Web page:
Goat Cart – History, Information & Goat Training

goat cart

Now when you hear of goat carts, you are likely one of two groups of people. Either those who had no clue that such a thing exists and may be thinking this whole article is a joke or someone who has grown up with stories of an ancestor driving their goat to school every day up hills both ways in a blizzard (in a cart, not a car).

Photos of people driving goat carts or posing in one abound all over the internet if you look, we are not joking (aside from possibly the uphill in the blizzard bit). This isn’t just how the cool kid used to go to school though. Goat carts go back quite a bit, and the more we learn about them the cooler they become. What’s even better? With time and the right equipment, you could become a goat cart driver too!

History of Goat Carts

Uses in ancient times

The first record of goats being used to pull carts is a pendant depicting a goat-drawn chariot found on Crete 4,000 years ago. A little over 3,000 years ago the Prose Edda depicts Thor, the mighty god of thunder riding in a chariot being driven by two immortal goats, Tanngrisnir and Tanngnjóstr. The goat cart is no new or novel idea, and has taken many forms and has been used for many purposes over time.

Goats were often used as the best way to transport produce and other goods to market on small farms that couldn’t afford larger draft animals. The most famous and well-documented of these are the German goat carts of the 20th century, but they had come from a tradition that had spanned hundreds of years.

More around the 20th century

During the same time in other regions, goat carts were the peak of fashion. Posh men in suits driving their matching teams of angora goats through New York City. “Goat cart men” would travel to cities such as San Francisco to charge for taking pics of children in their goat cart. Photos capture a goat carriage used in King George the Vth’s wedding in Saint Jame’s Place.

Goat carts were very popular especially in the victorian era and kept being popular, especially as a cart for children to drive up until the mid-1900s when cars became popular enough to replace animal-drawn vehicles. An interesting thing is that several popular car manufacturers today started by creating goat carts.

Today

Even today the goat carts are not a thing of the past, although they are far more reduced in numbers. They are still popular in Amish societies around the world. They are still used as a hobby. There is even a Harness Goat Society that governs goat carting shows.

What is the Goat for the Job?

Now, just as all goats are not created equally in milk, meat, or mohair production, not all goats are created equal as far as carting is concerned either. While any breed of goat can be used to pull a cart, an obedient and less clingy personality is important (I once tried to train a goat who only wanted to stand next to me and would not drive in front of me, which only works if I was going to be leading her with the cart).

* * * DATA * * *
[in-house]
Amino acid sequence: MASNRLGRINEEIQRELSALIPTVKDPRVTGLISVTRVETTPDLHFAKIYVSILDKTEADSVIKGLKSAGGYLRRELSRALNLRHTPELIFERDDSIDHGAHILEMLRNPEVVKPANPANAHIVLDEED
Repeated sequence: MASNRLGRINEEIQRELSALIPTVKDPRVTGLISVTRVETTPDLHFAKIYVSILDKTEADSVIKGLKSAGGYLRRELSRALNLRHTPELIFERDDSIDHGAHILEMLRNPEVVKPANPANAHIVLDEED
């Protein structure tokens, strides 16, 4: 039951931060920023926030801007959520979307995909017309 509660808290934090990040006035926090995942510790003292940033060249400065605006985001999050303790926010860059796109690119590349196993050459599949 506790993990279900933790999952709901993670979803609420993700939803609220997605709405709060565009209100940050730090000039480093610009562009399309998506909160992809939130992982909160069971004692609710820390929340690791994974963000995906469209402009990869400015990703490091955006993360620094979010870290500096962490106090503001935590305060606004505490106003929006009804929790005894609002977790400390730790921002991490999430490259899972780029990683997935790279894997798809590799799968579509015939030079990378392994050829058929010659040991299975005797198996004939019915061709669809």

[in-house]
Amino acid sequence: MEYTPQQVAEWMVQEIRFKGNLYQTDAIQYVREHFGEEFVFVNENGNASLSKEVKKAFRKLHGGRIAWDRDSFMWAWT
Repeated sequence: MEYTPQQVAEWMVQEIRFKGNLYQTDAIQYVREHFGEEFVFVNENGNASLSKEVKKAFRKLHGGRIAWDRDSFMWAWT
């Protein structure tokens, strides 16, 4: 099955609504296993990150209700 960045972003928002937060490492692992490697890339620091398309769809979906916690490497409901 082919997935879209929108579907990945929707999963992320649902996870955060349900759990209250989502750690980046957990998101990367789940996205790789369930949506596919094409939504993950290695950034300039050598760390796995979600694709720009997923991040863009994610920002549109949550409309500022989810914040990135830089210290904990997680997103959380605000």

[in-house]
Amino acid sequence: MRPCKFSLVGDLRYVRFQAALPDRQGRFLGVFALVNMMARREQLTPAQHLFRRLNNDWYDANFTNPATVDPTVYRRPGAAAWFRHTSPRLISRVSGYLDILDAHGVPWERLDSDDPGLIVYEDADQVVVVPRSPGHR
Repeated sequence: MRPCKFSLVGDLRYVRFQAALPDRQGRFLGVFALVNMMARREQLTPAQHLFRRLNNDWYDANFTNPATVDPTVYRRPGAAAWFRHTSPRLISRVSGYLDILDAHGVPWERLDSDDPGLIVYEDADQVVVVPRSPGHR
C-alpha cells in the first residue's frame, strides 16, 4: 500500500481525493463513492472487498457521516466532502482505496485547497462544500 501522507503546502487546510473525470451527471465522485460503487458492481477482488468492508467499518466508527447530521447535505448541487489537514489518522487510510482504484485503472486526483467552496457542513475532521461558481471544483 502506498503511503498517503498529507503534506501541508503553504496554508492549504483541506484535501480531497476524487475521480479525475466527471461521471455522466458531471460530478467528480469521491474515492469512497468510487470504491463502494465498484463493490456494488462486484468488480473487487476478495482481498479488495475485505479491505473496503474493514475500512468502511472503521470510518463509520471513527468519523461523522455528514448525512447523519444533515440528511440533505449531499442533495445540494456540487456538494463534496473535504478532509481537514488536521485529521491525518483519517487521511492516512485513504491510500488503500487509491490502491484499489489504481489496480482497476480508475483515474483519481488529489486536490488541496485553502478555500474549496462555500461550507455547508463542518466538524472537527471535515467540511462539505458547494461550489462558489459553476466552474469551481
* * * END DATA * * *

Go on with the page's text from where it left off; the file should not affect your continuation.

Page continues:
What gender of goat to use

Buck: As far as gender goes, once again any goat can work. With this in mind, buck, or intact male goats, although being the strongest goats are usually unruly, less likely to respond to direction as well, have a very pungent odor, and are often barred from goat shows, so they are often discouraged.

Doe: Does also can be used, but if bred cannot be used to cart while pregnant and many harnesses have an under-strap that would interfere with and possibly injure an under while she is milking, plus many milk does put most of their energy into creating milk, so usually non-breeding does are used for pulling carts if a doe is used.

Whether: Because of the complications with using breeding animals for carting, whether, or castrated male goats are by far the most popular steed to use for carting. These are usually bigger and stronger than does, being males, have none of the hormonal-based issues you may have trying the drive a buck or doe, and have no breeding related restrictions, and are allowed any place that goats are allowed. In many ways, they are considered the ideal cart goat.

Size of goat / weight: Please note that goats should not pull more than half again its body weight, including the weight of the driver and cart. Because of this, large breed whethers are usually recommended. In America, these are usually Nubians, Sannans, large Alpines, well-behaved Boers, and various crossbreeds. In other areas of the world, other breeds are made available as well. With this in mind, depending on the weight the goat needs to pull and the number of goats you will have in harness at the same time almost any goat can be used, even miniature goats. Whether your cart with one giant whether or a whole team of miniature goats you are still almost guaranteed to be a head-turner.

What Sort of Cart do you Need?

In the history part of this article, it has mentioned several different types of goat carts for different purposes, from chariots to produce carts to carriages. The biggest thing you need to consider with all of these is the weight of the cart. Whether it is a small two-wheel cart for one goat or a 4 wheeled miniature of a horse cart or carriage it still needs to be very lightweight for the goat/ goats you wish to use to be able to pull it with whatever driver and cargo you wish to have them pull.

Most of the carts used in the goat cart hobby are two-wheeled buggies made specifically for goats, dogs, or miniature horses, so these are what I will be focussing on for the purpose of this article, but 4 wheeled carts are not unusable for goats but will be understandably heavier.

How to Build a Cart?

There are many ways to build a goat cart with many different styles and materials to choose from, but there are not many plans readily out there to find. A wooden construction would probably be easier to make, although heavier for your goat, but I could not find any step-by-step instructions other than “Build a cart out of 2X4s and bicycle tires.”